In early March 2007, a few weeks before the prestigious Around The Bay 30k in Hamilton, Pauls received a call from Simon in Nyahururu: "Dan I want to come run the Around the Bay. I'm fit and in shape to win." On March 25th, Simon ran 1:32:50 and set a new course record at the hilly, chilly, 113-year-old event. With it came C$4,000 — the first big money Njoroge had won. Even after paying his airline ticket of C$2,200 dollars, he was excited to be able to take most of the remaining $1800 home to his family. Buoyed by his breakthrough success, he was able to secure a place on the Start list for the Ottawa Marathon on May 27th. He flew back to Nyahururu immediately to train hard again for 6 weeks, to be ready for Ottawa. He now had his ticket to "the show", as Ottawa and Scotiabank Toronto Waterfront are the only two marathons in Canada with international-class, elite fields, significant prize monies and television coverage.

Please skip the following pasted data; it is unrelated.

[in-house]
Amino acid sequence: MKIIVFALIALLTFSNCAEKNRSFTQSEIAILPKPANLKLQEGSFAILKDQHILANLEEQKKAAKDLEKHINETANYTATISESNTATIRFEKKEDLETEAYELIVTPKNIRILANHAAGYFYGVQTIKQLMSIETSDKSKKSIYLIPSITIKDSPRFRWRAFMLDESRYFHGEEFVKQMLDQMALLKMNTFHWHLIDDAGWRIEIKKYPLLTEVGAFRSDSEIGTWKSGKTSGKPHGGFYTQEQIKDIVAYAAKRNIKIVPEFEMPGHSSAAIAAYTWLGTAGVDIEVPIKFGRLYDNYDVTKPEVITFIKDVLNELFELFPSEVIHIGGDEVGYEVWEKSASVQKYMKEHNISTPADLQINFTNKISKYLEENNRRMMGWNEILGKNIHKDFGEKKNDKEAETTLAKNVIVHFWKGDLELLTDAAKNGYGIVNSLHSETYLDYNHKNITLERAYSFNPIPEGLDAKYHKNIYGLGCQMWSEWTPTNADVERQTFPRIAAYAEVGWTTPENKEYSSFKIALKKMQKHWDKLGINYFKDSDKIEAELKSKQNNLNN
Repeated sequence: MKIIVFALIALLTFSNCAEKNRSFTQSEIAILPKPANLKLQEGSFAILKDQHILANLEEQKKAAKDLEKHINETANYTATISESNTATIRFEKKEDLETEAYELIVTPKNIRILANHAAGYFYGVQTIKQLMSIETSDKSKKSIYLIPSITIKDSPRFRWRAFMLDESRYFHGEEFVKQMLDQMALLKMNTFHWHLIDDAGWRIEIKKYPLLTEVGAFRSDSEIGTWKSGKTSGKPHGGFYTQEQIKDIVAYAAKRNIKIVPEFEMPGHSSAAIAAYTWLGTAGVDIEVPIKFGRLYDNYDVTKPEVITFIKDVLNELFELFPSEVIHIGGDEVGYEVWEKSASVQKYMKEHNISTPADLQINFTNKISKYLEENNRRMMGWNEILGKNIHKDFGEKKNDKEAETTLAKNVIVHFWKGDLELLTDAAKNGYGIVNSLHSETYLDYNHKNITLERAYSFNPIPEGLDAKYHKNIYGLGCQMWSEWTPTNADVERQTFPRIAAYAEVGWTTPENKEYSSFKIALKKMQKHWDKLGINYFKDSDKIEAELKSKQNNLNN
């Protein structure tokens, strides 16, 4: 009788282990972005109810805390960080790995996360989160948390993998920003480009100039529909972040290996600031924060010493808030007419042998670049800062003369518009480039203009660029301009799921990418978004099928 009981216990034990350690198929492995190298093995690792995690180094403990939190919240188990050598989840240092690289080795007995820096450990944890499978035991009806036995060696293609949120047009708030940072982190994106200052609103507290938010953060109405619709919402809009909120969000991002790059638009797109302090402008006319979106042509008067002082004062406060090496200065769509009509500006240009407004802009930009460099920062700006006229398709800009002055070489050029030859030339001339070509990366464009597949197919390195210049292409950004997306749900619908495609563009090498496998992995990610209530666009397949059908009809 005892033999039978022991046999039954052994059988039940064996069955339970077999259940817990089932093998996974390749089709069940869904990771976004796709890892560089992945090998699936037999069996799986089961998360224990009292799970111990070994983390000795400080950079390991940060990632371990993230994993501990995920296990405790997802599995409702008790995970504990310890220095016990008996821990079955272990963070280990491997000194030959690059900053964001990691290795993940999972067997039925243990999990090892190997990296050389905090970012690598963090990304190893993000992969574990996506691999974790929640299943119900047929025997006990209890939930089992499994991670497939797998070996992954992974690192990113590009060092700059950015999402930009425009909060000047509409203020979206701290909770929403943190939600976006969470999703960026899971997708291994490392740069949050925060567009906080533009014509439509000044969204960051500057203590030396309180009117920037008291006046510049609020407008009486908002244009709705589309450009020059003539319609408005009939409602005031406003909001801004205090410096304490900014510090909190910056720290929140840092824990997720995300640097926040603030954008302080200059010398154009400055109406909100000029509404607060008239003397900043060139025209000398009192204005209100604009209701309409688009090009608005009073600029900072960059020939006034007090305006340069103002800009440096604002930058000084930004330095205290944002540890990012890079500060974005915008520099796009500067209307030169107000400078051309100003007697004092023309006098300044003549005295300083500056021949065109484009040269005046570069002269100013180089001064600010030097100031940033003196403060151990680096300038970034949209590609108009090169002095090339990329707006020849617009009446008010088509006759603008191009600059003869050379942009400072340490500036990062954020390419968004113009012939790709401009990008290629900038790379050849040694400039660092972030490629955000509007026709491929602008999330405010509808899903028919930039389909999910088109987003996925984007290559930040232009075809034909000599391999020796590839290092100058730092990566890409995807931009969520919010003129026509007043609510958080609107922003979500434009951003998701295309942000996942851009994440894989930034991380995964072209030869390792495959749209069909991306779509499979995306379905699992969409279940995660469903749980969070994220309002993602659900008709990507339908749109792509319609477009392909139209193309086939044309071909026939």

Simon's Ottawa experience was to provide another major step up. For the first time in a full marathon, he was up against a deep field of professional athletes, a whole new level of competition. Dan Pauls recounts the story:

A group of us drove from Hamilton. Showing up in Ottawa, there were five of us in one room, three to Simon's bed, but he looked nothing but focused. Even with the strong field, and Simon being an unknown athlete, he couldn't wait to run. He finished in 2:11:14 going under the previous course record, and finishing a close 6th. Simon said to me after the race: "Dan, from 39km I lacked the experience." He felt great about his time, and knows the race was so close that with more experience the results could be different. Watching the race on tape, Simon said, "I should have pushed at 38km when I felt good," as he saw he had a chance to break away.